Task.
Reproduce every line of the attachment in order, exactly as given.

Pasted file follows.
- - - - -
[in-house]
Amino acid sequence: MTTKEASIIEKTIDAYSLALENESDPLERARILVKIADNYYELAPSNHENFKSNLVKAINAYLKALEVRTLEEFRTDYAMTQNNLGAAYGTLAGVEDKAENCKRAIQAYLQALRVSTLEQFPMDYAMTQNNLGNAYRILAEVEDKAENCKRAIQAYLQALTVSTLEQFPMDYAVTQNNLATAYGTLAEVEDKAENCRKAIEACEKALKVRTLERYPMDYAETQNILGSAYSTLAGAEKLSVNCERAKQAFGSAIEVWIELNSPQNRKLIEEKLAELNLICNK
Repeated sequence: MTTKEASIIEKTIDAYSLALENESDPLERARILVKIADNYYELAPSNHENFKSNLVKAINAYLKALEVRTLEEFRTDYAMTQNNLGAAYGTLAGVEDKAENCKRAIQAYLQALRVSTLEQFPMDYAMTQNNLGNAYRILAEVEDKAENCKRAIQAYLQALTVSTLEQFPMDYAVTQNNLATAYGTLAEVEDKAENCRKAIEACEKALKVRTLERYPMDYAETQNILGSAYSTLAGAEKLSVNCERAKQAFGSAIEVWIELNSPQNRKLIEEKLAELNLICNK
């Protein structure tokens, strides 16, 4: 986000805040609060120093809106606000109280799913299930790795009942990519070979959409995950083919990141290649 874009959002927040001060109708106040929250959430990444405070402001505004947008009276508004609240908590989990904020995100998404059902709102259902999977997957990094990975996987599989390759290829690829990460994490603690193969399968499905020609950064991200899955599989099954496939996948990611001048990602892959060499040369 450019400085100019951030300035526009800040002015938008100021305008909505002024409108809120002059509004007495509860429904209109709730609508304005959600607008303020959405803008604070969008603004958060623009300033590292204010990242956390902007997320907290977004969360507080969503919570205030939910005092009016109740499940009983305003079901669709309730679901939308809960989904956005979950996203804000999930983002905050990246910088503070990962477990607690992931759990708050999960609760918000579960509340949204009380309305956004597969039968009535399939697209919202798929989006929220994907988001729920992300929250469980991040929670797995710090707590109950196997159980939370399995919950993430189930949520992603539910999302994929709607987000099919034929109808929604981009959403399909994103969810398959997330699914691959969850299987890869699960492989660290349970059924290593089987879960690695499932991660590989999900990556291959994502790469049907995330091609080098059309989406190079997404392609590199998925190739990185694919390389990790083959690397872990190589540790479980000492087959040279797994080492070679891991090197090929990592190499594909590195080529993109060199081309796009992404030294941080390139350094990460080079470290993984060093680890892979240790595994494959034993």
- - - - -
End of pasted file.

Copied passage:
[in-house]
Amino acid sequence: MTTKEASIIEKTIDAYSLALENESDPLERARILVKIADNYYELAPSNHENFKSNLVKAINAYLKALEVRTLEEFRTDYAMTQNNLGAAYGTLAGVEDKAENCKRAIQAYLQALRVSTLEQFPMDYAMTQNNLGNAYRILAEVEDKAENCKRAIQAYLQALTVSTLEQFPMDYAVTQNNLATAYGTLAEVEDKAENCRKAIEACEKALKVRTLERYPMDYAETQNILGSAYSTLAGAEKLSVNCERAKQAFGSAIEVWIELNSPQNRKLIEEKLAELNLICNK
Repeated sequence: MTTKEASIIEKTIDAYSLALENESDPLERARILVKIADNYYELAPSNHENFKSNLVKAINAYLKALEVRTLEEFRTDYAMTQNNLGAAYGTLAGVEDKAENCKRAIQAYLQALRVSTLEQFPMDYAMTQNNLGNAYRILAEVEDKAENCKRAIQAYLQALTVSTLEQFPMDYAVTQNNLATAYGTLAEVEDKAENCRKAIEACEKALKVRTLERYPMDYAETQNILGSAYSTLAGAEKLSVNCERAKQAFGSAIEVWIELNSPQNRKLIEEKLAELNLICNK
């Protein structure tokens, strides 16, 4: 986000805040609060120093809106606000109280799913299930790795009942990519070979959409995950083919990141290649 874009959002927040001060109708106040929250959430990444405070402001505004947008009276508004609240908590989990904020995100998404059902709102259902999977997957990094990975996987599989390759290829690829990460994490603690193969399968499905020609950064991200899955599989099954496939996948990611001048990602892959060499040369 450019400085100019951030300035526009800040002015938008100021305008909505002024409108809120002059509004007495509860429904209109709730609508304005959600607008303020959405803008604070969008603004958060623009300033590292204010990242956390902007997320907290977004969360507080969503919570205030939910005092009016109740499940009983305003079901669709309730679901939308809960989904956005979950996203804000999930983002905050990246910088503070990962477990607690992931759990708050999960609760918000579960509340949204009380309305956004597969039968009535399939697209919202798929989006929220994907988001729920992300929250469980991040929670797995710090707590109950196997159980939370399995919950993430189930949520992603539910999302994929709607987000099919034929109808929604981009959403399909994103969810398959997330699914691959969850299987890869699960492989660290349970059924290593089987879960690695499932991660590989999900990556291959994502790469049907995330091609080098059309989406190079997404392609590199998925190739990185694919390389990790083959690397872990190589540790479980000492087959040279797994080492070679891991090197090929990592190499594909590195080529993109060199081309796009992404030294941080390139350094990460080079470290993984060093680890892979240790595994494959034993």